So now you know that great minds do think alike: Visconti, Jananthan, and even this hot-shot director whose name begins with S, as does the title of his upcoming big-budget film that is coming, soon, to your friendly neighborhood multiplex.
If a student cogs from published sources for his term paper and is found out, he gets the boot. If a journalist is 'inspired' by published sources, savvy readers slam him or her for plagiarism. But when our directors lift plots wholesale from masterworks of world cinema (or even Hollywood pulp: remember David Dhawan being sued for lifting Partner wholesale from Hitch?), they are hailed as hit-makers or, in the case of 'S', as visionary directors who wear black to awards functions and glory in their cutting edge 'creativity'.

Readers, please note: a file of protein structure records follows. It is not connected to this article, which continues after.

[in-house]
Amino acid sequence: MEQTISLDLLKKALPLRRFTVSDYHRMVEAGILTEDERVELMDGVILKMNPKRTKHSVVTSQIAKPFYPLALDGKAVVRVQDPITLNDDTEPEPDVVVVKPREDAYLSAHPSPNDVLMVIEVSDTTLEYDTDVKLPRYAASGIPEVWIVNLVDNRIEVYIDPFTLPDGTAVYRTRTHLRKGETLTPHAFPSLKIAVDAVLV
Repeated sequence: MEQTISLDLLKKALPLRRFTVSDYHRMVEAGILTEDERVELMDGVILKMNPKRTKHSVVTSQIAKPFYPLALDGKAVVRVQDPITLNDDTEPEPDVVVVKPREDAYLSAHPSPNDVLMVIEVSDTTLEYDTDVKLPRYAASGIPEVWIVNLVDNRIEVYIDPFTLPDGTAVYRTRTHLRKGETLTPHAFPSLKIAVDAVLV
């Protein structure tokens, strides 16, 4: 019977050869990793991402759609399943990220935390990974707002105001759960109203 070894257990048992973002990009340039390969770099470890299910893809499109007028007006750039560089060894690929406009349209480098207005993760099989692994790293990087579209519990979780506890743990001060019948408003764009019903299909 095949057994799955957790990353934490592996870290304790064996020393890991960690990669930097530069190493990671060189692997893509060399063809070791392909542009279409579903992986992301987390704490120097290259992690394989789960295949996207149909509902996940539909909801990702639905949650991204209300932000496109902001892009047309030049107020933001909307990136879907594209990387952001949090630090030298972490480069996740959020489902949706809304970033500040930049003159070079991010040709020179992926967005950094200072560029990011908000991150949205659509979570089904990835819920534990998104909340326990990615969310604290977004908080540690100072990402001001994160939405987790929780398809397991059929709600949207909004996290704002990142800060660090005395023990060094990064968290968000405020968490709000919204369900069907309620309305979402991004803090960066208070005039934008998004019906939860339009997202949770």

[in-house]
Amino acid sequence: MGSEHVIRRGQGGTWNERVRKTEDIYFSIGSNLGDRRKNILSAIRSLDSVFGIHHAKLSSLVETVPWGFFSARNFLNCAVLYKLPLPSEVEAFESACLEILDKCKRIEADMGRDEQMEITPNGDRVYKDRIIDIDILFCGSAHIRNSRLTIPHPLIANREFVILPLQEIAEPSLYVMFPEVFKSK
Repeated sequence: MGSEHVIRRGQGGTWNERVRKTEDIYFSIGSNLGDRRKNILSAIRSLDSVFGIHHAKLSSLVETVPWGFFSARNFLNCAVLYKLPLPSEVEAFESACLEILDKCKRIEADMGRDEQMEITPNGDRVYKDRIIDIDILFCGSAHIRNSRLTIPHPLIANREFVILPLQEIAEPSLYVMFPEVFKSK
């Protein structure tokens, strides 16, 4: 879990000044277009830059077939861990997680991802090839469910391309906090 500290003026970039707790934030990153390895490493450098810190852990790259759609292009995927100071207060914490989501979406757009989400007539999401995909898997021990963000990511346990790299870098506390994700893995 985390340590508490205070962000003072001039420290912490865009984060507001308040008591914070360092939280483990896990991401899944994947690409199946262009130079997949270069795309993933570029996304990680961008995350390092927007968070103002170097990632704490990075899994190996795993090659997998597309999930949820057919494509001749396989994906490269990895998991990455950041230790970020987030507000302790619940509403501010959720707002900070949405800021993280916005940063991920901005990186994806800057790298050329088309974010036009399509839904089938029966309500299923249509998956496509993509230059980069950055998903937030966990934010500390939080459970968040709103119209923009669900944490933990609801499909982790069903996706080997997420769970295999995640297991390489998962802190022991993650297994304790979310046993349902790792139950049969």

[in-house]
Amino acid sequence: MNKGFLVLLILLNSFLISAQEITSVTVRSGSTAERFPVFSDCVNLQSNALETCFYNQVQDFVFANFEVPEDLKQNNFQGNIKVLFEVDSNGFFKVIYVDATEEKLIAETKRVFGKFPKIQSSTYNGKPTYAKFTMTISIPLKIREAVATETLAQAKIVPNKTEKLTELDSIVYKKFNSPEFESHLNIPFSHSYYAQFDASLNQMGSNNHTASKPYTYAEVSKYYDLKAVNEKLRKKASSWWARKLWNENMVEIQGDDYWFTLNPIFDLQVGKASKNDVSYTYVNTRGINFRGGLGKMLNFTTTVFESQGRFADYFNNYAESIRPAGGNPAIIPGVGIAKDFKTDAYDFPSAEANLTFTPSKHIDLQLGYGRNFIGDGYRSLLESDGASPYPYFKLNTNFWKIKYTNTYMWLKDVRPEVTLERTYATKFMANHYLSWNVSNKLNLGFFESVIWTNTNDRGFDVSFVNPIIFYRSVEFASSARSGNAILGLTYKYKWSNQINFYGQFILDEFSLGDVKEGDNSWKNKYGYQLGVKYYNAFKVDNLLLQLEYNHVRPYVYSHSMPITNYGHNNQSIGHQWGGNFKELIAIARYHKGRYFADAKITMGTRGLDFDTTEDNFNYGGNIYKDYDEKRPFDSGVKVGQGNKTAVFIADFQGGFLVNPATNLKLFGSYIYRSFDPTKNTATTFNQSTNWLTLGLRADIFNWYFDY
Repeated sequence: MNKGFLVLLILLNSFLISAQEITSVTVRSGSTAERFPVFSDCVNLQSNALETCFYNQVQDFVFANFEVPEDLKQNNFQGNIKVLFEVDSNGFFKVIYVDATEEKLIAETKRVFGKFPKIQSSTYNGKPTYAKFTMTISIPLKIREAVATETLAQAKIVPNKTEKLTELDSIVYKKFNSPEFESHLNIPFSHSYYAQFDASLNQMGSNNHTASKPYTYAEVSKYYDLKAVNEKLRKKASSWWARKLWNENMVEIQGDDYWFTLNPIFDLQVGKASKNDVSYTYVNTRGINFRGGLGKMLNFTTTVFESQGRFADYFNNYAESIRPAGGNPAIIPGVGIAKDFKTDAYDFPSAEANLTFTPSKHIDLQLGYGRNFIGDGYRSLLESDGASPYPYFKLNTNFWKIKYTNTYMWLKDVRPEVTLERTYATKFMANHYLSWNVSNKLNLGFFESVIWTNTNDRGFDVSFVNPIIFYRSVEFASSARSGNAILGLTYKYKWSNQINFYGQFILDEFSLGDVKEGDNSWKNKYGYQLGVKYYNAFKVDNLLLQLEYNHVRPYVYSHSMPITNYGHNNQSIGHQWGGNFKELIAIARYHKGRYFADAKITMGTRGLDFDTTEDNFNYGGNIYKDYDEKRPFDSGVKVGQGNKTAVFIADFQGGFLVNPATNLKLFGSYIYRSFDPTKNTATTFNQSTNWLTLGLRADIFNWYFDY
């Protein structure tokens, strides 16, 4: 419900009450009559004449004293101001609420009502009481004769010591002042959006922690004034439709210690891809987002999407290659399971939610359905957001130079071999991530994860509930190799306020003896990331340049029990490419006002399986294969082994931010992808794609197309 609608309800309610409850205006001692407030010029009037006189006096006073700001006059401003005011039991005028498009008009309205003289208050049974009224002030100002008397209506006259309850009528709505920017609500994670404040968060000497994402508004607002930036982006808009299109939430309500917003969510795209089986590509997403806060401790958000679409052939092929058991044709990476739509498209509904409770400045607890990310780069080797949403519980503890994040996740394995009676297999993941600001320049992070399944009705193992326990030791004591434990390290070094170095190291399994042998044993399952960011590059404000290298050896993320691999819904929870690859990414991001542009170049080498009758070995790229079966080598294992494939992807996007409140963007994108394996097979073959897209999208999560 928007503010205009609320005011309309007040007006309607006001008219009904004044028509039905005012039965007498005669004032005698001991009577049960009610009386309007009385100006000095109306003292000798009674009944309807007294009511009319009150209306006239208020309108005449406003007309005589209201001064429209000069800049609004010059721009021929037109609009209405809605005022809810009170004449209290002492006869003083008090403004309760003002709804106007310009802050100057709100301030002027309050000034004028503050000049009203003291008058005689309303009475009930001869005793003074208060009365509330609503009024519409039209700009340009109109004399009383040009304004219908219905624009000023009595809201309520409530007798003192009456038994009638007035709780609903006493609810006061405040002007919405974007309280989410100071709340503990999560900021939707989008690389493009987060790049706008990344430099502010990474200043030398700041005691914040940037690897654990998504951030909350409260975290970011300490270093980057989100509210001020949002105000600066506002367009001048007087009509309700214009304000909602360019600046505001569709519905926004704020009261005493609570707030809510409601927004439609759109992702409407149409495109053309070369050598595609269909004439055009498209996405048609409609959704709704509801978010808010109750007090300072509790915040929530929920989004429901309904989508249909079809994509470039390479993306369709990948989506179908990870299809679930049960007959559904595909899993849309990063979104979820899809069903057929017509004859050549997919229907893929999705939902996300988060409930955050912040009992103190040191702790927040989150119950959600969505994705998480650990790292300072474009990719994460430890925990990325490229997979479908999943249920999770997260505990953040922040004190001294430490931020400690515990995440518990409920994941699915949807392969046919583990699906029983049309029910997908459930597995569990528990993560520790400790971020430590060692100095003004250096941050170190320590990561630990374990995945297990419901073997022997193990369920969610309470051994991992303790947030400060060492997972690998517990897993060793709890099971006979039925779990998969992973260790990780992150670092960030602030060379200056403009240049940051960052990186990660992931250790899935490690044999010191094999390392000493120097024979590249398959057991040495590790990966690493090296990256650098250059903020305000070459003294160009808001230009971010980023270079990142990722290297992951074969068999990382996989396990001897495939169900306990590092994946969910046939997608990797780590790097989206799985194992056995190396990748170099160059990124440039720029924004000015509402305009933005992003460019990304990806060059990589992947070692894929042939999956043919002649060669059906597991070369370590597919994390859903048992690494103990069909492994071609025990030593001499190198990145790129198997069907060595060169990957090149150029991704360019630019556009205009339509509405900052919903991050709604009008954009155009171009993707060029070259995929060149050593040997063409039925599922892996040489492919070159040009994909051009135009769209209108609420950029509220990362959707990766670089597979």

Permit me a most unladylike hmph!
Link of the week: They don't make it to Time's list of the 100 greatest films of all time (a list that among others contains Satyajit Ray's Apu Trilogy and Mani Rathnam's Nayakan), but these ten movies are classics, all of them are worth your while, and all of them are available, in full and for free, on the Internet. In passing, do you agree with the Time list, or do you know of a better one? Tell.
PostScript: I almost forgot -- I am Bolly Woods, and I'll see you in here every week to talk movies, and to hear you talk back: about the movies you watch, about what you like and don't, about your thoughts on movies in general. All of which -- interesting links too; also recommendations of movies worth watching -- you can mail me at firstname.lastname@example.org
See you next Wednesday; meanwhile, keep them coming.